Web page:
Come On Down

The Daily Star reports that "Attacks against American and British troops in Iraq will increase and could encourage an influx of Arab volunteers to join the emerging resistance, analysts say. “I believe we are seeing the beginning of an Iraqi national resistance, which will spread out and escalate throughout Iraq,” said Mohammed Aziz Shukri, a professor of international law at Damascus University.

This is excellent news.

The selection of Iraq as a battleground between the United States and Arab terrorism is a fatal choice for the Islamists. A United States defeat in Iraq will be a setback, but an Arab defeat will be a catastrophe. Having lost on the conventional battlefield, the Islamists want to try consequences in the field of low-intensity warfare. They will fail utterly.

The pattern of combat operations in Iraq is this: the Islamists attack isolated vehicles or individuals. In contrast, the United States attacks the Islamist leadership structures and their cell structure. The American attack the Chiefs; the Arabs the Indians. And the Americans kill by the hundred. While the death of every American soldier is a tragedy, in the calculus of war, the Arabs must lose. By congregating in Iraq, the Islamists are unilaterally giving up their advantages of dispersion. The convoy system during the Battle of the Atlantic was designed to bring the U-boats to the destroyers. Now the Islamists are coming to the US Armed forces. Let them come.

As the US intelligence networks in Iraq improve with the acquisition of local informers, as more intelligence leads are prosecuted, the Islamist casualty rate will skyrocket beyond belief. The Islamists will lose the low-intensity fight in Iraq by a catastrophic margin.

Thursday, June 26, 2003

Dedicated, with Amazement, to the Man I Used to Be

The wonderful thing about the past is that is always better than it was. This is true of nations and individuals, but particularly true of journalists. Especially those who warn darkly of a "quagmire" or a "spiral" in Iraq. Turn back the clock ten years and what do we see? One third of the entire United States Navy routinely deployed to the Persian Gulf: ten and twenty thousand men at a time -- the manpower equivalent of two infantry divisions -- plus an equivalent number in transit and another in training, deployed year, after year, after year. Then there was the "No Fly Zone" of which there were two, in which hundreds of aircraft operated out of hideously expensive rented facilities in Turkey and Kuwait to patrol designated boxes of Iraqi airspace. And there were casualties, too, in those days of peace.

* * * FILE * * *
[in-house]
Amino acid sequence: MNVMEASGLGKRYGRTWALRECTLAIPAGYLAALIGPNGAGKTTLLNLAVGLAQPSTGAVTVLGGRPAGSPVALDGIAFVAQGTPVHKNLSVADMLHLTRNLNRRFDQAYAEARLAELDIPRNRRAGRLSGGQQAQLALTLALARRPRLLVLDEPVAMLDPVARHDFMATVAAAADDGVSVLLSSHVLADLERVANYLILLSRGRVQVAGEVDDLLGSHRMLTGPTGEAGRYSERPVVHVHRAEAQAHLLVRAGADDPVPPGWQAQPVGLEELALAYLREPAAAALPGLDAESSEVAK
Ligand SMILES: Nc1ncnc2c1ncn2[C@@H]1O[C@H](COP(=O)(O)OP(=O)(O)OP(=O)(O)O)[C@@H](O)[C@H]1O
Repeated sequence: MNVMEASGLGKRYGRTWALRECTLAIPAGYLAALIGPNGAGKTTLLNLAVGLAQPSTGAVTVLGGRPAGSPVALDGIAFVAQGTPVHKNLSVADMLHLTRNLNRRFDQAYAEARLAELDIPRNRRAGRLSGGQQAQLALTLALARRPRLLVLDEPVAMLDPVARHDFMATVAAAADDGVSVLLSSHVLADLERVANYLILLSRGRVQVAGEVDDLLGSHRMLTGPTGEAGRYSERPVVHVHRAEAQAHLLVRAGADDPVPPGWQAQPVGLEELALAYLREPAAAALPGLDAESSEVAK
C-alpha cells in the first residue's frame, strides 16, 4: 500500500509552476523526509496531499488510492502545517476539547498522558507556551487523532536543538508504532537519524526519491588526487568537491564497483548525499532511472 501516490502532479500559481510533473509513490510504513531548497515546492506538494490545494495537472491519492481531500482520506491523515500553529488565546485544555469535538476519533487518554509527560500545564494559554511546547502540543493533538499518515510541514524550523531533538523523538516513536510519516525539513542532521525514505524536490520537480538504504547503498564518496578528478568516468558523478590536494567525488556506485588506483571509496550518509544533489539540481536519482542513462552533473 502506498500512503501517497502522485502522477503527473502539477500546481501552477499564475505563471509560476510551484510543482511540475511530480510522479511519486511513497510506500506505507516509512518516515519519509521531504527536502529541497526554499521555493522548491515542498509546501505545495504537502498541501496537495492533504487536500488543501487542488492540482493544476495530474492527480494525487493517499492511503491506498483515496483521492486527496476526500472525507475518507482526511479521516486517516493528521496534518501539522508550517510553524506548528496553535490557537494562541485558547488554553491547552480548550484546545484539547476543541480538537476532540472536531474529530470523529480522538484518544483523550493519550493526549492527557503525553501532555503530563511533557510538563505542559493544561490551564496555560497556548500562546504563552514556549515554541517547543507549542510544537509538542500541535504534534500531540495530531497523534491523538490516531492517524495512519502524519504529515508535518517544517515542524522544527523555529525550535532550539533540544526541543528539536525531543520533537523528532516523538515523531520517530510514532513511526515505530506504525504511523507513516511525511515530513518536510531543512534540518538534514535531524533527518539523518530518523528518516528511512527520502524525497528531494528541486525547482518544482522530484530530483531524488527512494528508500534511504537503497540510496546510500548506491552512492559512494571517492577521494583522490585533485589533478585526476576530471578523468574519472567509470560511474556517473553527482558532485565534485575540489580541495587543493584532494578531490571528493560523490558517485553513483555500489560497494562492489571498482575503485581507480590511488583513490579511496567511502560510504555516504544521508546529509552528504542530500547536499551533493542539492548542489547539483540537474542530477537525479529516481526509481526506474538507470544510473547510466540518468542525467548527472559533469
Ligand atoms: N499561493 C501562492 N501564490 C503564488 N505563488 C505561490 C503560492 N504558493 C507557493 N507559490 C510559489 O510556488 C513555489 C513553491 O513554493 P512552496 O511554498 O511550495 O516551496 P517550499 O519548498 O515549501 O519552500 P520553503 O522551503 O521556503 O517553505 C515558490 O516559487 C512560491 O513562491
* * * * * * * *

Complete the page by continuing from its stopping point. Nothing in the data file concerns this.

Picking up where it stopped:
• 1995, attack on U.S. military advisors in Riyadh, Saudi Arabia 7 deaths, 42 injured
  • 1996, Khobar Towers USAF barracks bombing, Saudi Arabia, 19 deaths, 500 injured
  • 1998, bombing of U.S. Embassy in Nairobi, Kenya 291 deaths, 5000 injured
  • 2000, bombing of U.S.S. Cole, Aden, Yemen 17 deaths, 39 injured

And more, if we count the Islamic Jihad bombing of the Marine Barracks in Beirut in 1982 which resulted in 291 deaths. And of course, September 11, 2001. Back in the days of peace.

The entire strategic thinking of the United States, in those halcyon days, was called the Two Major Regional Conflict Strategy, which basically meant that half the US Armed Forces was tied down waiting for trouble in Arabia, while the other half was tied down waiting for trouble in the Korean Peninsula. Quagmires did not exist  back then, when the most effective US military response was to salvo hundreds of cruise missiles, each costing more than a million dollars, into the hills of Afghanistan.

Today, the United States Armed Forces are still taking casualties, but they are taken in the act of tearing the heart out of the Arab system; the jihadist system, the terrorist system. There are special teams, like Task Force 20, which are hunting out the terrorists all over Arabia. There are American advisers who are molding a new Arab army in a different image. There is plain security work. There is reconstruction work and a educational system in the bowels of the enemy. The past is a beguiling thing, but it is the press and not the United States Armed Forces, that is stuck in it. For many journalists the world over, the clocked stopped at the bar of the Caravelle Hotel, in Saigon, 1969.

Wednesday, June 25, 2003

A Setup

The BBC provided me with an additional reason to believe that the six British soldiers were killed by treachery, and not by an angry crowd. Their own picture. In an article titled Eyewitness: Walls riddled with bullets, BBC correspondent Clive Myrie says: "Yesterday hundreds of people protested in front of the police station," he told me. "The soldiers fired shots and the people fired back. They then attacked the building."  The local people say four Iraqis were killed and four were injured. By all accounts the attack on the police station was frenzied. Scores of people armed to the teeth flooded in and the British military policemen taking cover in the desolate building didn't stand a chance. Four of them died in a small room at the station and two more were killed outside in the yard.